"State tells federal judges it has right plan to reduce prison overcrowding":
Howard Mintz of The San Jose Mercury News has this update
The San Francisco Chronicle has a news update headlined "State says taxes needed to reduce prison population."
The Sacramento Bee has a news update headlined "Prison officials say crowding has eased but ask Legislature for help."
And The Associated Press reports that "Brown moves to shift Calif. inmates to local jails."
"Breaking News: Judge in Va. Contributions Case Reaffirms Opinion Striking Down Federal Campaign Contribution Limits Law."
Law professor Rick Hasen has this post
at his "Election Law Blog."
And at "SCOTUSblog," Lyle Denniston has a post titled "Judge stands by campaign ruling -- mostly; A federal judge, in a more modest ruling, still finds that the Supreme Court has undercut the constitutionality of the century-old ban on corporate donations directly to federal candidates."
"Blogger is not protected under shield law, N.J Supreme Court rules":
The Newark Star-Ledger has this news update
My earlier coverage of today's New Jersey Supreme Court ruling appears at this link.
"40 years ago, a ruling that still rings today":
David L. Hudson Jr. has this essay
online at the First Amendment Center.
"Calif. to reveal plan to cut inmate population":
The Associated Press has this report
"NJ court: No shield law for message boards posters."
The Associated Press has a report
that begins, "The New Jersey Supreme Court says people posting in online message boards don't have the same protections for sources as mainstream journalists."
You can access today's ruling of the Supreme Court of New Jersey at this link.
The court's opinion begins, "Millions of people with Internet access can disseminate
information today in ways that were previously unimaginable."
And at the conclusion of its opinion, the court writes: "The Legislature is free to expand the [Shield Law's] coverage as a matter of policy. In an era of ever-changing technology, with new and rapidly evolving ways of communicating, the Legislature may choose to reconsider who is a newsperson and add new criteria to the Shield Law. We are not foreclosing that discussion today; we are simply interpreting an existing and far-reaching statute. "
"Hazleton immigration ordinance to get new review": This article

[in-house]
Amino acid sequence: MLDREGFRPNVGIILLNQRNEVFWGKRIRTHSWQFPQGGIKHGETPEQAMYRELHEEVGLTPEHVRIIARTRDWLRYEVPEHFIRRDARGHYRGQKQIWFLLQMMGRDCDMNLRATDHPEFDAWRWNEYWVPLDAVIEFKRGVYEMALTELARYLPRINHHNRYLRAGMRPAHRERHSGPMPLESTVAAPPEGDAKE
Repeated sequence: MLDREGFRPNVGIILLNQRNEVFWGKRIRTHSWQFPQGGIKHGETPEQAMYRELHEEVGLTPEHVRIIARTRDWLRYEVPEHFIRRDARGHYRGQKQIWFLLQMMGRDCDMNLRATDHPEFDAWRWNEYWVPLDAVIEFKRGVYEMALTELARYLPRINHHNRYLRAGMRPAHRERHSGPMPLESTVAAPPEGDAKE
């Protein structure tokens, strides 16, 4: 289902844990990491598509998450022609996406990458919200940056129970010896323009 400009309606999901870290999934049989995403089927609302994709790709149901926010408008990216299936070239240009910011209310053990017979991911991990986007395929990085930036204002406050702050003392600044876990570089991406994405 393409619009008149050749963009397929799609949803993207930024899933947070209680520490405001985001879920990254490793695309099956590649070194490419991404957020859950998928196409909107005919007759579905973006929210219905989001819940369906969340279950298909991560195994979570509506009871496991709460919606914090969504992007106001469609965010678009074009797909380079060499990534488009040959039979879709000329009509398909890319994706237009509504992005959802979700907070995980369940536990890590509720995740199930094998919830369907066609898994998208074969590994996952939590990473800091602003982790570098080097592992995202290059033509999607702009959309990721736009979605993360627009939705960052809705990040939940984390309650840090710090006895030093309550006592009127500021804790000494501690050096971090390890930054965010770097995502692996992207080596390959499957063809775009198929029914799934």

appears today in The Philadelphia Inquirer.
The Allentown Morning Call reports today that "Review of Hazleton immigrant law ordered; Appeals court will reconsider city's case in light of Supreme Court ruling on Arizona law."
The Citizens' Voice of Wilkes-Barre, Pennsylvania contains articles headlined "Court tosses ruling against Hazleton immigration law" and "Hazleton mayor hopes decision will spur donations to legal fund."
And The Times Leader of Wilkes-Barre, Pennsylvania reports that "Hazleton's immigration case revived; U.S. Supreme Court directs appellate court to reconsider decision in case."
"Supreme Court Rules for Drug Firm in a Patent Dispute":
Adam Liptak has this article
today in The New York Times.
And in today's edition of The Washington Post, Robert Barnes reports that "Supreme Court limits patent rights of university research."
"Supreme Court ruling on California immigrant tuition rates could affect other states' policies; Court's decision could reinforce other states' proposals to offer in-state tuition to undocumented students; It may also boost California's Dream Act, which would give those students access to financial aid":
Larry Gordon and David Savage have this article
today in The Los Angeles Times.
In today's edition of The San Francisco Chronicle, Bob Egelko reports that "U.S. high court OKs in-state tuition for illegals."
Howard Mintz of The San Jose Mercury News reports that "Supreme Court refuses to review California illegal immigrant tuition law."
Warren Richey of The Christian Science Monitor reports that "In-state tuition for illegal immigrants survives, Supreme Court declines case; The Supreme Court refused Monday to hear a challenge to a California law that allows illegal immigrants to pay in-state tuition at state colleges and universities."
And at the "School Law Blog" of Education Week, Mark Walsh has a post titled "Justices Decline Case on Tuition Benefit for Immigrants."
"Senate approves Donald Verrilli as solicitor general":
Joan Biskupic of USA Today has this report
And at Wired.com's "Threat Level" blog, David Kravets has a post titled "Senate Confirms Former RIAA Lawyer for Solicitor General."
"Courts Upend Budgets as States Look for Savings":
The New York Times contains this article
"Wyoming Supreme Court reverses same-sex divorce ruling": This article
appears today in The Casper Star-Tribune.
You can access yesterday's ruling of the Supreme Court of Wyoming at this link.
"Disputed Election Fueled Prof. Hasen's Specialty":
At the web site of the University of California, Irvine School of Law, Rex Bossert has this profile
of law professor Rick Hasen, author of the "Election Law Blog